Wednesday, July 14, 2010
A sequel that at first seems like a reboot and it's also not a remake
I was relieved while viewing Predators (2010) to realize that it is in fact a conventional sequel and not a tiresome remake or "reboot" or re-imagining or any kind of "re". Robert Rodriguez's production follows the events of the 1987 original, which pitted Arnold Schwarzenegger, Carl Weathers, Bill Duke, Jesse "The Body" Ventura and other 80s specimens against the vicious, cagey and agile aliens who live to hunt humans for sport. The over the top, but still fairly enjoyable 1990 sequel starring Danny Glover and Gary Busey, took the action to L.A. in which Glover not only had to fight a Predator in the streets but also had to do battle with Morton Downey, Jr. Which enemy was more fierce?
This entry in the series superficially resembles the first film. Tough guys, and one gal, with machine guns and other weapons, are lost in the jungle and are prey for the beasts. But this time, they aren't on any mission. They were mysteriously dropped from the sky into their surroundings and have no idea how they got there. What becomes clear is that all of them are expert killers. Adrien Brody is a no nonsense mercenary, Alica Braga is a sharp shooter, Danny Trejo is an assassin for Mexican drug lords, Louis Ozawa Changchien is a Yakuza member with a sword, Walton Goggins is a murderer, etc. Brody is the first to realize that they have been kidnapped and brought to a planet that is a game reserve for Predators to have some fun.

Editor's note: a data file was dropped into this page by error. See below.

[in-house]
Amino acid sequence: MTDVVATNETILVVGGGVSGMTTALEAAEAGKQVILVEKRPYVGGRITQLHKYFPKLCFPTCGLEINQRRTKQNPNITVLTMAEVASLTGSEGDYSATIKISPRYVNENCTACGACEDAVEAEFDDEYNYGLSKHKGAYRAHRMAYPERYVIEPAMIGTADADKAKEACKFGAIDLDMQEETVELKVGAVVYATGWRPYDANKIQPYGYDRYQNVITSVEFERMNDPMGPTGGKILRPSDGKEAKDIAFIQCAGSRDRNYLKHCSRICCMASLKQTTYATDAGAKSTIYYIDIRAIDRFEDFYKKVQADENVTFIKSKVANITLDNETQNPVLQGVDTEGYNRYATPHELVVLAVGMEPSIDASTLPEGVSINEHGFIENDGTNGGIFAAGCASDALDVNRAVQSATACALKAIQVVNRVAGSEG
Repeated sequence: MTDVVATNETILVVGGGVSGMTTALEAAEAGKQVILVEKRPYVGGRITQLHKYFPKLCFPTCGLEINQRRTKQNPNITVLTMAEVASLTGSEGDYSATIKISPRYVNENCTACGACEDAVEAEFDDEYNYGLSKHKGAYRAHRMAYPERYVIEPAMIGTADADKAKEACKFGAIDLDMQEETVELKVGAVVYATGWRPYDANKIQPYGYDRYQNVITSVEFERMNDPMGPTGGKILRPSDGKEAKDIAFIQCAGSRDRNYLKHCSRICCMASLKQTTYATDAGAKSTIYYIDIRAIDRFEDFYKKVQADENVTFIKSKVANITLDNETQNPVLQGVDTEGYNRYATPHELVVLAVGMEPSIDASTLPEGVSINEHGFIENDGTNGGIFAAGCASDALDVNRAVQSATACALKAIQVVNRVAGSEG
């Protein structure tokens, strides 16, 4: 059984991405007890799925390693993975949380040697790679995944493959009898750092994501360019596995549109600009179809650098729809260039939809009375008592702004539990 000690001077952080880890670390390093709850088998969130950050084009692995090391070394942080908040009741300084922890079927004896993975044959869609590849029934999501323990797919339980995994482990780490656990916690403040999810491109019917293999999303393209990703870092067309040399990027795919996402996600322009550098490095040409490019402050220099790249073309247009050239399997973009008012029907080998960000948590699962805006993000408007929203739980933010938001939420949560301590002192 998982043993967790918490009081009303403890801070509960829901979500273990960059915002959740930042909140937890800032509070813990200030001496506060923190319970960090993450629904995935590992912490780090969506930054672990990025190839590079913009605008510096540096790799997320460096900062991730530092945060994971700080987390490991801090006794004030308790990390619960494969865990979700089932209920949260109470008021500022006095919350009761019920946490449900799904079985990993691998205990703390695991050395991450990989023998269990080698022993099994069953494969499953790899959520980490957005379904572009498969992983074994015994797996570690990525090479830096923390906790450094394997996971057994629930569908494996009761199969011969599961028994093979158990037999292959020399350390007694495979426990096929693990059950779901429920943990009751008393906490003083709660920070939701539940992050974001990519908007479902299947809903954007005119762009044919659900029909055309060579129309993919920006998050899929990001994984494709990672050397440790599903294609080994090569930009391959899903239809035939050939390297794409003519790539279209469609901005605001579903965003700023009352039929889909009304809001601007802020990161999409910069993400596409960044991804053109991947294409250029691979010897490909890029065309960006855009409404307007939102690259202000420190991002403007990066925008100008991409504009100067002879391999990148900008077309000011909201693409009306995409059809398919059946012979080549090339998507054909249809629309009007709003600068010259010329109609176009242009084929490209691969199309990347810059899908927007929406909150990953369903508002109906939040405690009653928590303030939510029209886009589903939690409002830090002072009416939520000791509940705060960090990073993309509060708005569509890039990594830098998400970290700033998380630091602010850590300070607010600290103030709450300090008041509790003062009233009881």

The film is basically an efficient exercise in sci-fi action. Humans being picked off one by one by the monsters while the survivors panic and try to be lucky enough to survive. Adrien Brody's character inexplicably provides exposition when he has no real reason to. He seems to know everything about the planet and the Predators not too long after falling from the sky. I guess he's just a real observant guy.
After a slow first half, the film kicks into high gear when the humans run into a man who has figured out a way to kill and survive, at the cost of his sanity. This is the character played by Laurence Fishburne, who gives an engaging and eccentric performance as a nutjob who knows more about the enemy than the band of human targets.
The cinematography and editing are first rate. John Debney's music score faithfully draws from Alan Silvestri's original music. What starts out as a run of the mill semi-remake becomes a worthy sequel that was made by people who like and respect the original Predator enough to want to make a new film instead of exploiting the Predator name to make another uninspired remake to throw among the pile. Rodriquez and director Nimrod Antal have crafted an entertaining summer movie that obviously lacks originality or deep imagination, but it manages to deliver nonetheless as a well oil machine. They both get cinematic brownie points here.